Lithium Battery Warning: Loose Cells

Posted on 3/8/2021 by Lauren Scott and Roger Marks

Earlier this year, the US Consumer Product Safety Commission (CPSC) warned consumers not to purchase or use loose 18650 lithium-ion cells.

The 18650 lithium-ion cell is characterized by its 18mm x 65mm size, which is slightly larger than a AA battery. These rechargeable cells come in both flat and button top styles, and usually boast 300-500 charge cycles, making them appealing choice for high-drain devices like laptops and flashlights.

Manufactured as a component for battery packs, these loose cells are being removed from the battery pack, re-packaged, and sold as batteries on the internet, CPSC says. The lithium-ion cells are also being installed in small consumer products, such as lamps, vaping devices, personal fans, and toys without the required safety protocols.

When installed in a device or battery pack, lithium-ion cells are protected from short circuit. Once removed and sold separately, they have exposed metal terminals that can short circuit when they touch metal objects. This can lead to additional complications, such as fires, explosions, and thermal runaway.

Consumers are being advised not to use loose lithium cells and report any problems with lithium-ion batteries to
Join Lion for the Shipping Lithium Batteries webinar training on March 30 for expert-led training on how to safely ship batteries by ground, air, and vessel.

How to Ship Lithium Batteries Safely

In transportation, packages containing lithium-ion and lithium-metal batteries are subject to US and international hazardous materials regulations. These batteries must be packaged, marked, labeled, documented according to rules in 49 CFR, the IATA DGR, and the IMDG Code

Personnel who package, mark, label, handle, offer, or document lithium battery shipments are required to complete hazmat training at least once every three years according to 49 CFR, Subpart H.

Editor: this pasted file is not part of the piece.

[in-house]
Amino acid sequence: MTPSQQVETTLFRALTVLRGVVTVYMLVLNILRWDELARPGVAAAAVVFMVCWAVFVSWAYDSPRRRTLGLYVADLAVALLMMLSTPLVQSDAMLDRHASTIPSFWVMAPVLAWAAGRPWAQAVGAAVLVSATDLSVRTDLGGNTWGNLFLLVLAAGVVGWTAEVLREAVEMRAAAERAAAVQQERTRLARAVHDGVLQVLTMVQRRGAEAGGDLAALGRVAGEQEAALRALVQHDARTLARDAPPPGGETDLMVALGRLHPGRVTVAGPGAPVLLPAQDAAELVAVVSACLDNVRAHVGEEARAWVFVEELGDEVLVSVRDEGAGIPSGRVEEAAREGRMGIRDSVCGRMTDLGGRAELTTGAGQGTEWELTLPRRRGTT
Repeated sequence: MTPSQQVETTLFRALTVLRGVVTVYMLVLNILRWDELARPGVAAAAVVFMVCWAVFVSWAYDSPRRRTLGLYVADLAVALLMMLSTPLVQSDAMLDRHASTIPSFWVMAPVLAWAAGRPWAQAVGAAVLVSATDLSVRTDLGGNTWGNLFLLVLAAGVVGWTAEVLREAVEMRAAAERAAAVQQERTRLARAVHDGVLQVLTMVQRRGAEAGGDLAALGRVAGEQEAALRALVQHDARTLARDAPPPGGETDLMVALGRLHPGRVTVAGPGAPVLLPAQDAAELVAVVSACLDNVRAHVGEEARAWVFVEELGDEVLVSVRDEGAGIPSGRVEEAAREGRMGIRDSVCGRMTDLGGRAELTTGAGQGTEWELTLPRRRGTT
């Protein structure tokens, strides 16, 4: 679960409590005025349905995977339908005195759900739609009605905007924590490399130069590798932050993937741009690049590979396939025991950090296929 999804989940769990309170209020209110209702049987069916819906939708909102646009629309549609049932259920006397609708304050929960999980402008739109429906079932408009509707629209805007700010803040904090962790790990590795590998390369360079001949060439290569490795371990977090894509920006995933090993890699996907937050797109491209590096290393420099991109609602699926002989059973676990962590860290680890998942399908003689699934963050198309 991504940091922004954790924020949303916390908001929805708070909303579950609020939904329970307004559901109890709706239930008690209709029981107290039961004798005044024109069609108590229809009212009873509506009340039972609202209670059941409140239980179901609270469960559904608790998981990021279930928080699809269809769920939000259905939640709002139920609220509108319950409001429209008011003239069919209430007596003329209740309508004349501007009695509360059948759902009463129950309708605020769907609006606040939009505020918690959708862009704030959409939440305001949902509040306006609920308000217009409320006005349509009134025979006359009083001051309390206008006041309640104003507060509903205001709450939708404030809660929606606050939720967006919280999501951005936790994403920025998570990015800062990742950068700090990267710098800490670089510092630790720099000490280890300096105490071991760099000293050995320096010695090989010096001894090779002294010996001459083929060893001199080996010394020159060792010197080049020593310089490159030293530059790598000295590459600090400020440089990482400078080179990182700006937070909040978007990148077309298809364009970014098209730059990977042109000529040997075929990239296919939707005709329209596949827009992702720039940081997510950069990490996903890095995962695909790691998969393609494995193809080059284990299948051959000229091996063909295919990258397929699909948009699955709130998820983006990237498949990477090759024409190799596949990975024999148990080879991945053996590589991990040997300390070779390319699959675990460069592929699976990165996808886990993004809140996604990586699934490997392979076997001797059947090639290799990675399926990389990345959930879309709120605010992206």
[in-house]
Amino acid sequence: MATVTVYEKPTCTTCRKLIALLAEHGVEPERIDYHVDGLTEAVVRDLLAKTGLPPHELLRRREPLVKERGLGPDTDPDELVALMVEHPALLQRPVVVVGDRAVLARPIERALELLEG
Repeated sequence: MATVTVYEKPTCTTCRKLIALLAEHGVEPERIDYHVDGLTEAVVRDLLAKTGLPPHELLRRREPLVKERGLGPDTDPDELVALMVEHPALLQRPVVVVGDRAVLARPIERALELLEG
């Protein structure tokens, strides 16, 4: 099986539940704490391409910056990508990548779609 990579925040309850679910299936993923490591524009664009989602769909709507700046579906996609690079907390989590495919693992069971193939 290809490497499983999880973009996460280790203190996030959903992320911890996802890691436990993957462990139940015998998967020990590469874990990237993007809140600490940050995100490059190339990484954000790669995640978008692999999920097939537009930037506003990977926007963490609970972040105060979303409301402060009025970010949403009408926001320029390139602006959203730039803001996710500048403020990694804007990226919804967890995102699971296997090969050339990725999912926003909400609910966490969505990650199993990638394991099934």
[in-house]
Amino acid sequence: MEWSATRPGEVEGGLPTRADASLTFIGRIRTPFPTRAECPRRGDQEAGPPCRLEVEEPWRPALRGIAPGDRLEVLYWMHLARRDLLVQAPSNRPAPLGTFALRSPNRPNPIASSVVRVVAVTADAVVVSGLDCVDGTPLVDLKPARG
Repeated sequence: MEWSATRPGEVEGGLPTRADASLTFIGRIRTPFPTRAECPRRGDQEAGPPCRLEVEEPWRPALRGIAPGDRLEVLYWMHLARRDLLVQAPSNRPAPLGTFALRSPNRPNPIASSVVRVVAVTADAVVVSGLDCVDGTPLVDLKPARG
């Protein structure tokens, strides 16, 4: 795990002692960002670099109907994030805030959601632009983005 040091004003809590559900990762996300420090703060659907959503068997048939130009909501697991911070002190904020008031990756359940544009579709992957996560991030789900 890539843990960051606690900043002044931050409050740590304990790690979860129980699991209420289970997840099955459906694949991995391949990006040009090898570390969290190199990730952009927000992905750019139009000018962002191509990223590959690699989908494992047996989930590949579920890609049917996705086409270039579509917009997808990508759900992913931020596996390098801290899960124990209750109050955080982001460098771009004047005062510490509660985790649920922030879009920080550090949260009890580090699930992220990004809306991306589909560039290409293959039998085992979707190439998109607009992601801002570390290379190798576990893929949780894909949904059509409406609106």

Learn more: 4 Questions to Answer Before You Ship a Lithium Battery

What Is Thermal Runaway?

Lithium-metal and lithium ion batteries have high energy density and, if they short circuit, can generate extreme heat. They are prone to “thermal runaway.” This occurs with strongly exothermic reactions: increased temperature from the chemicals catching fire releases energy, which releases more heat. It’s a self-perpetuating loop that makes these types of fires very difficult to extinguish.

Loose lithium cells are prone to short circuiting and over-heating. This makes loose lithium cells more likely to experience thermal runaway than their lithium battery counterparts, increasing the chance of fires, explosions, serious injuries, and even death.

Training to Ship Lithium Batteries Big or Small 

Be confident that your personnel are properly trained to offer lithium batteries for transportation. Join us on March 30 for the Shipping Lithium Batteries Webinar. This expert-led live webinar covers the latest regulations that shippers must know under 49 CFR (US DOT), the IATA DGR, and the IMDG Code

Tags: hazardous materials, hazmat, lithium battery, Lithium battery safety, lithium-ion, shipping lithium batteries

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